NC State Extension Publications

Description and Biology

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The andromeda lace bug, Sephanitis takeyai, is a relatively uncommon pest in North Carolina, although where it does occur, it can cause quite a bit of damage. The andromeda lace bug is a fairly showy lace bug that grows to about 1/8 inch long. Adults have an inflated "hood" that covers the top of the head. The head and wings are contrastingly marked with black and clear, colorless areas. By late winter, most adults and nymphs perish; this insect usually spends the winter in the egg stage inside the leaf. Eggs are usually inserted into the tissue of a young leaf causing a tiny watery blister beneath a shiny, dark, varnish-like drop of excrement. Nymphs are almost colorless at hatching but are soon dark and spiny. They molt five times before becoming adults. Andromeda lace bugs, eggs, and nymphs are found on the undersides of leaves. We have at least four generations per year in North Carolina, and they are active between May and September. The first generation causes the most damage.

Andromeda lace bug on a leaf

Andromeda lace bugs are small, dark, lacy insects.

Andromeda lace bugs

Andromeda lace bugs, their nymphs and eggs are usually found under leaves.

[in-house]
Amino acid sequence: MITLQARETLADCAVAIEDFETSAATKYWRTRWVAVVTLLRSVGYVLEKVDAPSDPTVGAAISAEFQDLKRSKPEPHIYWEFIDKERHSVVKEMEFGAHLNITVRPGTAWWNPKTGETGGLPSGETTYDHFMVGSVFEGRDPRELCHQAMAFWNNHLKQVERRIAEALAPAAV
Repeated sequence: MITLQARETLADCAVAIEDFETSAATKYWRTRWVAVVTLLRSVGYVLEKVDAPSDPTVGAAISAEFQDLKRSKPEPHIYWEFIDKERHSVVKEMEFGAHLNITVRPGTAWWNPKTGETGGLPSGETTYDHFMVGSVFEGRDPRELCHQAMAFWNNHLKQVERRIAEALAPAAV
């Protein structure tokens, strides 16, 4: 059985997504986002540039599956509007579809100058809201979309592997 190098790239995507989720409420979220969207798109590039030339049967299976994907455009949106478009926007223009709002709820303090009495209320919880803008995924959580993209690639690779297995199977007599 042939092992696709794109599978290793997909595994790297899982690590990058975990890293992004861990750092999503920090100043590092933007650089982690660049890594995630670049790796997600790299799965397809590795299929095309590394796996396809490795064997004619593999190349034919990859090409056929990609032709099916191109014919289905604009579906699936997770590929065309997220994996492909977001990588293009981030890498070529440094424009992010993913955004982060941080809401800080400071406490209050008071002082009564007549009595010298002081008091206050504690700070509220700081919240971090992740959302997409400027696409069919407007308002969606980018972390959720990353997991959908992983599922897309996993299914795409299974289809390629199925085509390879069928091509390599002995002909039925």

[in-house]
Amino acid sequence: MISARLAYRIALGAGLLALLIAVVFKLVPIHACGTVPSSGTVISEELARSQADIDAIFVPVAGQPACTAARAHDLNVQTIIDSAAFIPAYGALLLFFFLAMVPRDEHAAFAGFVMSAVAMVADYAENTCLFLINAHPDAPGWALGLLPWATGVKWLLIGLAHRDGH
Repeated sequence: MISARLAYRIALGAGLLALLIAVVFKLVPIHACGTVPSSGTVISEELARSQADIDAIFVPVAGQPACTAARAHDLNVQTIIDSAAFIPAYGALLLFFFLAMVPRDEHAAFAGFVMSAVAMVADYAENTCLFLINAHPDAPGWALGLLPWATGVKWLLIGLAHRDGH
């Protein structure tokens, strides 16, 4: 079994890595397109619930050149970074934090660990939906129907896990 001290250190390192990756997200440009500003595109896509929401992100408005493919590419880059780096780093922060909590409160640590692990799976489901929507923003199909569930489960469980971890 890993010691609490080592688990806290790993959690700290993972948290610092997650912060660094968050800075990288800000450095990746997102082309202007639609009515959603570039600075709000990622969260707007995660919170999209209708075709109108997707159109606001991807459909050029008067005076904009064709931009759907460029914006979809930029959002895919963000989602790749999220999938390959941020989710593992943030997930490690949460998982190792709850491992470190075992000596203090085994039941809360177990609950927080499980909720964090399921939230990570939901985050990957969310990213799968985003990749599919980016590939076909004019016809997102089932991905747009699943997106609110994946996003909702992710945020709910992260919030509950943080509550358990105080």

Host Plants

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Japanese andromeda (Pieris japonica) is susceptible to the andromeda lace bug. It is rarely found on azalea, leucothoe, and rhododendron. Mountain Andromeda (Pieris floribunda) is highly resistant to this lacebug, and it should be utilized in place of Japanese andromeda wherever possible. Feeding injury is is apparent on the upper leaf surface as severe yellow to gray stippling.

Leaves showing stippling caused by andromeda lace bugs

Andromeda lace bugs cause yellow or gray stippling on leaves.

Residential Recommendations

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Consider using mountain andromeda as an alternative to Japanes andromeda in the landscape. Apply pesticides to the undersides of the foliage for best management. Applications of horticultural oil (at the summer rate) or insecticidal soap work well when applied to the leaf undersides. More than one application may be necessary as new eggs hatch. Soil-applied systemic imidacloprid can also be very effective, apply after bloom of infected plants whenever possible to reduce the potential for impact on pollinators.


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For assistance with a specific problem, contact your local Cooperative Extension Center.

This Factsheet has not been peer reviewed.


Professor Emeritus
Entomology and Plant Pathology

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Publication date: April 8, 2017
Revised: Oct. 26, 2019

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